your favorite Conroy books, and though I loved Prince of Tides, my favorite book of his is The Pat Conroy Cookbook: Recipes and Stories of My Life. I have bought and given away many copies of this book over the years. It’s wonderful both for the recipes and the stories. My most requested recipe from my daughter is his creamed corn, which is truly delicious.

This entry is going to be a continuation of my last, about developing a voice for whatever you are writing. I believe that voice is the most important element in writing, and without a good one, one proper to your story, no matter how high concept your book is, it will not excel.

Todays subject is first lines. Book openers. We writers fuss over them for hours and hours because they set the tone for the entire book. Note how the following first lines telegraph the style in which the rest of the novel will be written and how some of them, while not necessarily snappy, set up the plot to come. We’ll give the honor of the first first line in this collection of great first lines, to Pat Conroy. RIP, Pat.

“My wound is geography. It is also my anchorage, my port of call.” Prince of Tides.

And the others, which, mostly, were lifted from writer Tyler Miller’s blog, The Black Cat Moan  

The first four are from Elmore Leonard.

“Chris Mankowski’s last day on the job, two in the afternoon, two hours to go, he got a call to dispose of a bomb.”  — Freaky Deaky

“The night Vincent was shot he saw it coming.”  — Glitz

“One day Karen DiCilia put a few observations together and realized her husband Frank was sleeping with a real estate woman in Boca.”  — Gold Coast

“Every time they got a call from the leper hospital to pick up a body Jack Delaney would feel himself coming down with the flu or something.”  — Bandits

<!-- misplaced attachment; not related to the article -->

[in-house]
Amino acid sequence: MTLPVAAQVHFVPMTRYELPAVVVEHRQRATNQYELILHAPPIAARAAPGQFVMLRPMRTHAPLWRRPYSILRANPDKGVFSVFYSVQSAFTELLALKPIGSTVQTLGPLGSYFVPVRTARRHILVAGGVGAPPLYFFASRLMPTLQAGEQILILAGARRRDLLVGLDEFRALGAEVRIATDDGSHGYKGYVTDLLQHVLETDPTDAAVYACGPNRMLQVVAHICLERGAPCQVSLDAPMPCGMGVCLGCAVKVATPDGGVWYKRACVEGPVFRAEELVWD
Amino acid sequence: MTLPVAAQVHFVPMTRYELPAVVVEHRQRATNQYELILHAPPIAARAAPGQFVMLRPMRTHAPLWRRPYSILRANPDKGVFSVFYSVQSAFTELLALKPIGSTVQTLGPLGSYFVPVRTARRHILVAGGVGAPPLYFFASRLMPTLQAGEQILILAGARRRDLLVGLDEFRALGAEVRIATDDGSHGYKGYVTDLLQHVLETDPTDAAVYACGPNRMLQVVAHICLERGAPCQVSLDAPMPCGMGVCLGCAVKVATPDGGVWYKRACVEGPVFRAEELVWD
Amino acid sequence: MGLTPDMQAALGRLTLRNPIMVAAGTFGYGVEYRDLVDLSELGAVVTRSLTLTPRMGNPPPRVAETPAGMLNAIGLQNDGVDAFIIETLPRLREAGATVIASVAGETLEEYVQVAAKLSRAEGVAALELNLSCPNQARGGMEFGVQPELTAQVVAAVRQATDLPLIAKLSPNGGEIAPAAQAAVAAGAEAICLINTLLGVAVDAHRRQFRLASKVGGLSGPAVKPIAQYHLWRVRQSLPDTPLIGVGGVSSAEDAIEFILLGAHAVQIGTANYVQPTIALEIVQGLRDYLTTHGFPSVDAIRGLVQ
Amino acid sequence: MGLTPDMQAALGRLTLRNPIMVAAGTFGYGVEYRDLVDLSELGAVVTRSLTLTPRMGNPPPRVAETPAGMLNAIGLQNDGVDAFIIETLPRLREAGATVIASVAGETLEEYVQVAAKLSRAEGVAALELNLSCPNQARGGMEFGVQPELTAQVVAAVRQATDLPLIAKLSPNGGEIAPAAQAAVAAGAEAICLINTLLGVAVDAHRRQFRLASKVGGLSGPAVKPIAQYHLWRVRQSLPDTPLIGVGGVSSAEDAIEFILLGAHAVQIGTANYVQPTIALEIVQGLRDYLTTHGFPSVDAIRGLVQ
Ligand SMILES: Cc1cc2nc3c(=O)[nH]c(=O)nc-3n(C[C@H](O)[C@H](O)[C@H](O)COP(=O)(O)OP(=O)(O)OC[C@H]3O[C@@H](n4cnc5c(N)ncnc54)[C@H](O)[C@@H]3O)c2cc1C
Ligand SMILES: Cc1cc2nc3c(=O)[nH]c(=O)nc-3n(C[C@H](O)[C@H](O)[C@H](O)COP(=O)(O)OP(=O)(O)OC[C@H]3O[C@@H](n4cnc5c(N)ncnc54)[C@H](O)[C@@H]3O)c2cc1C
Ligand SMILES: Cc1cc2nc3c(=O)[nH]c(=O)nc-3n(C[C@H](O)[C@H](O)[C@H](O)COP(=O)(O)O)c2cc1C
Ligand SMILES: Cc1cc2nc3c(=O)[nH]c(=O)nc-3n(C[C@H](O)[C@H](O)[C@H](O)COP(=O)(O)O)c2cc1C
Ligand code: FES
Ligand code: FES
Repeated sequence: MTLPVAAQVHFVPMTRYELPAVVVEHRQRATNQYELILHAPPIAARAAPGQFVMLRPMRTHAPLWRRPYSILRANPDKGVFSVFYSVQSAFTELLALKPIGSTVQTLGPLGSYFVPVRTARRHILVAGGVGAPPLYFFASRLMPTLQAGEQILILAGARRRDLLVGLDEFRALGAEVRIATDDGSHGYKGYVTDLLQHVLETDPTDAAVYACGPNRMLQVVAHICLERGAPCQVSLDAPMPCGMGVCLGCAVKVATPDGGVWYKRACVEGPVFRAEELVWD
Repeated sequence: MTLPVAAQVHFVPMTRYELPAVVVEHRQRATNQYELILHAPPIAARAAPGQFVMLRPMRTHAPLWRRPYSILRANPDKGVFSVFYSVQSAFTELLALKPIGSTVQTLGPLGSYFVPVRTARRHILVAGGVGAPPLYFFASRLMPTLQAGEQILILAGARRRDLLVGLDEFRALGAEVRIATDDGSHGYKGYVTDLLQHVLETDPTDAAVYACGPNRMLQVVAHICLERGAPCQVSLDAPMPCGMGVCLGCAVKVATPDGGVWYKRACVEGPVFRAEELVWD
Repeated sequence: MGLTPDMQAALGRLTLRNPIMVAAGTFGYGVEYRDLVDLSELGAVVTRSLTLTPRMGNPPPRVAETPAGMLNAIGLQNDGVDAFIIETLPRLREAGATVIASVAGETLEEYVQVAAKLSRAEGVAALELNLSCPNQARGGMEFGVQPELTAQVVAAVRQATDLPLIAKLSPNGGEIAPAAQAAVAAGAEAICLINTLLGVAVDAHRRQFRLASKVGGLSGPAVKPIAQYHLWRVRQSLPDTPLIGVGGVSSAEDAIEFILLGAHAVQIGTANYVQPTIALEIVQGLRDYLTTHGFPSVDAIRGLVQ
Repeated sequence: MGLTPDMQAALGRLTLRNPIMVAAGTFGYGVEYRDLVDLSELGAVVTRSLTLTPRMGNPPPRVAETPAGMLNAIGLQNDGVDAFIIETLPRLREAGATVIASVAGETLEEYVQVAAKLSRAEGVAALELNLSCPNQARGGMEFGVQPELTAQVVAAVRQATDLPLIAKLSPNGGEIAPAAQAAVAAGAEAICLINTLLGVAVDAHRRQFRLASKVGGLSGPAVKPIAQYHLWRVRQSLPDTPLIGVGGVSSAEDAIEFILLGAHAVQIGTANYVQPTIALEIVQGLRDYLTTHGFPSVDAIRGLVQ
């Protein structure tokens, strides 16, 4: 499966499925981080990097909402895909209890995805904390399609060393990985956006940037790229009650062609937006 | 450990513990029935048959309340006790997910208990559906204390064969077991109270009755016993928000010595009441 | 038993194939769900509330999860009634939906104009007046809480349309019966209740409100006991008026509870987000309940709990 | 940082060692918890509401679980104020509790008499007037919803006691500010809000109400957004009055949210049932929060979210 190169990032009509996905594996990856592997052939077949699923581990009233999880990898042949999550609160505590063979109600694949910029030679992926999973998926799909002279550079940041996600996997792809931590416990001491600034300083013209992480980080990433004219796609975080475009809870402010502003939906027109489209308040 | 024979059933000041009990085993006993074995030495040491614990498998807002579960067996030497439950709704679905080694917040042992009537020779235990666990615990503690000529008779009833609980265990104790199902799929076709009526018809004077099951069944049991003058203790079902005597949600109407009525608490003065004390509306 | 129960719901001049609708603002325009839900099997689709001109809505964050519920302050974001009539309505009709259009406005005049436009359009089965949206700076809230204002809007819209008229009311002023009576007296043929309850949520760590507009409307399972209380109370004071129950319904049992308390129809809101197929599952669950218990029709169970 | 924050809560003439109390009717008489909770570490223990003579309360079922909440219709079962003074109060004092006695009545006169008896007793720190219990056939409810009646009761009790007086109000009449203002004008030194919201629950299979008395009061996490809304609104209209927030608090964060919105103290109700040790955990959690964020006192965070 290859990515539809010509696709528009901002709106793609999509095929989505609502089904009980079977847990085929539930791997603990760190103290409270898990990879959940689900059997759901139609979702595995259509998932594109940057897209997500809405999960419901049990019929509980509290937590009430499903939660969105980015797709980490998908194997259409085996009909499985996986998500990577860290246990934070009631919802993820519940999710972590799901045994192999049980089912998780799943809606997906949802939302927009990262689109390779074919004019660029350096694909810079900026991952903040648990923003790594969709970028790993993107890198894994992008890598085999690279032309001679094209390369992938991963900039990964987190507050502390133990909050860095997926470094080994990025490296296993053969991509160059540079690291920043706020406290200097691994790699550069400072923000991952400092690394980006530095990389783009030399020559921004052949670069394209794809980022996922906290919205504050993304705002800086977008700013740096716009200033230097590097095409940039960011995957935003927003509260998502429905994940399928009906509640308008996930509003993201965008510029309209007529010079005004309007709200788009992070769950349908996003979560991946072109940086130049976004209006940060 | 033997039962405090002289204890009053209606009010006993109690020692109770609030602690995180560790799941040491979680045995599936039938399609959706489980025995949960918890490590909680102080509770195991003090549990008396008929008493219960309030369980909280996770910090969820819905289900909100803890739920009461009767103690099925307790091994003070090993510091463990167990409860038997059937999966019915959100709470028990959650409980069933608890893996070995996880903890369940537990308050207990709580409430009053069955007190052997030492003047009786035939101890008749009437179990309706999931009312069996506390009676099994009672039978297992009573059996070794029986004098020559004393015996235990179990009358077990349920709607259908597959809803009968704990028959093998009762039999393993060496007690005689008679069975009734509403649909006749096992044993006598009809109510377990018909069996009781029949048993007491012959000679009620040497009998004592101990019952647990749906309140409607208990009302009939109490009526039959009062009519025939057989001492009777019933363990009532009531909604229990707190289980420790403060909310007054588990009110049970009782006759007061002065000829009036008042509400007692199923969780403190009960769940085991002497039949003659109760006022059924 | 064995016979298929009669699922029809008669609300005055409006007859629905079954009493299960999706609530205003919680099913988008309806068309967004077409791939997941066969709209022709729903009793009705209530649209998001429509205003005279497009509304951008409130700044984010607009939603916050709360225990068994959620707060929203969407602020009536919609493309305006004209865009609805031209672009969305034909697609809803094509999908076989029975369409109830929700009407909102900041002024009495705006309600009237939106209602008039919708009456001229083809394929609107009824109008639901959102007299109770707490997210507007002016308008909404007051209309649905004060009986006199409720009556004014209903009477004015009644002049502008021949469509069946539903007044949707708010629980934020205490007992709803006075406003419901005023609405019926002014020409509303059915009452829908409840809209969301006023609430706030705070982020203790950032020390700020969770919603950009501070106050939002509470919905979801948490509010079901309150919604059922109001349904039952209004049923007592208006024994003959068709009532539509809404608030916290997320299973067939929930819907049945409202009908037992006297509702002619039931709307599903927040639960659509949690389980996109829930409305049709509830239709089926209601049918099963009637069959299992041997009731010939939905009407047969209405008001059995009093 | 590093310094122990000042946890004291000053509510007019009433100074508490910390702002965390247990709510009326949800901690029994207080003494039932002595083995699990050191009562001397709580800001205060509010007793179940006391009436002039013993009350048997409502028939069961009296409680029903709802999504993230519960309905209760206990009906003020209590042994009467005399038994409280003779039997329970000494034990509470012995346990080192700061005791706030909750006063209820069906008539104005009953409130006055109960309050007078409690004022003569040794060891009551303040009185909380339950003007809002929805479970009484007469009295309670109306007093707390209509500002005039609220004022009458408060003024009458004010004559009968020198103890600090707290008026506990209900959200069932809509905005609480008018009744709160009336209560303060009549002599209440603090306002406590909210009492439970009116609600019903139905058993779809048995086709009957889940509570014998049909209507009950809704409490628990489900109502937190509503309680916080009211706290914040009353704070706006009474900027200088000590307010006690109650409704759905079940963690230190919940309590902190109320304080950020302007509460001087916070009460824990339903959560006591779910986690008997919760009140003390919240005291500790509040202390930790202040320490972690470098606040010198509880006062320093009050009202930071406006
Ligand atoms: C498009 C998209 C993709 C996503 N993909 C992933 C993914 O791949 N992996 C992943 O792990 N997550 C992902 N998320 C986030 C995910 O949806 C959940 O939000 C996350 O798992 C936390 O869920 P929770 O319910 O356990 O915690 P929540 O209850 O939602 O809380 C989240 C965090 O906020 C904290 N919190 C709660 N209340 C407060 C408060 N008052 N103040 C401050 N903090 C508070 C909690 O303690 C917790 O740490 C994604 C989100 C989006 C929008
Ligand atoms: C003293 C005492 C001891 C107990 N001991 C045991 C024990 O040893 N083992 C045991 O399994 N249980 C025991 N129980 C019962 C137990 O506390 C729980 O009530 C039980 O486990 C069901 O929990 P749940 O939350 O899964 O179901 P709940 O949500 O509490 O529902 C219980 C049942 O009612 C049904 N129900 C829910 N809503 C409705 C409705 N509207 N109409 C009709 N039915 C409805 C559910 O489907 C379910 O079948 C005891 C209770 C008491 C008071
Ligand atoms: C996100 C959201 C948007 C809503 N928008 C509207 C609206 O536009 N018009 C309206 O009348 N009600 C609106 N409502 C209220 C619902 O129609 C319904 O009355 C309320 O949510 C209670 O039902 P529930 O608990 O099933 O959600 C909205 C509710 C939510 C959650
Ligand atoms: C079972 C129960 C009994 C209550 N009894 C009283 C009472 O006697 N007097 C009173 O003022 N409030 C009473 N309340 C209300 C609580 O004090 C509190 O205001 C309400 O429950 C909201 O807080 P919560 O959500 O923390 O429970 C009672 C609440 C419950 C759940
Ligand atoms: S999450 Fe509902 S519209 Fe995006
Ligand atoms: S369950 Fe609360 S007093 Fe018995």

“It was a bright cold day in April and the clocks were striking thirteen.”  — 1984, George Orwell

“By the time he graduated from college, John Smith had forgotten all about the bad fall he took on the ice that January day in 1953.”  — The Dead Zone  Stephen King

“This is the story of a lover’s triangle, I suppose you’d say — Arnie Cunningham, Leigh Cabot, and, of course, Christine. But I want you to understand that Christine was there first. She was Arnie’s first love, and while I wouldn’t presume to say for sure (not from whatever heights of wisdom I’ve attained in my twenty-two years, anyway), I think she was his only true love. So I call what happened a tragedy.” — Christine   King

“The terror, which would not end for another twenty-eight years — if it ever did end — began, so far as I know or can tell, with a boat made from a sheet of newspaper floating down a gutter swollen with rain.”  — IT  King

“She was standing at the center of the subway platform, waiting for the uptown train to come in, when the man stepped up to her and punched her.”  — Kiss, Ed McBain

“Suicide bombers are easy to spot.”  — Gone Tomorrow, Lee Child

“Two hours before the accident occurred, Devlin Jamison drove over the crest of a hill on the pitted two-lane asphalt and saw, far below him, the multiple lanes of the east-west highway, the yellow octagon of the stop sign.”  — Cry Hard, Cry Fast, John D. MacDonald

“Ok, so here I am, Lee Morris, opening doors and windows to gusts of life and early death.” — Decider, Dick Francis

“Ignatius Martin Parish spent the night drunk and doing terrible things.”  — Horns, Joe Hill

“The legless man was wise enough to understand that heroes can be found in the damnedest places.”  — The Greatest Thing Since Sliced Bread, Don Robertson

“I turned the Chrysler onto the Florida Turnpike with Rollo Kramer’s headless body in the trunk, and all the time I’m thinking I should’ve put some plastic down.”  — Gun Monkeys, Victor Gischler

All of you out there who are working on something, go back and look at your first line and ask yourself, Is it good? Is it great?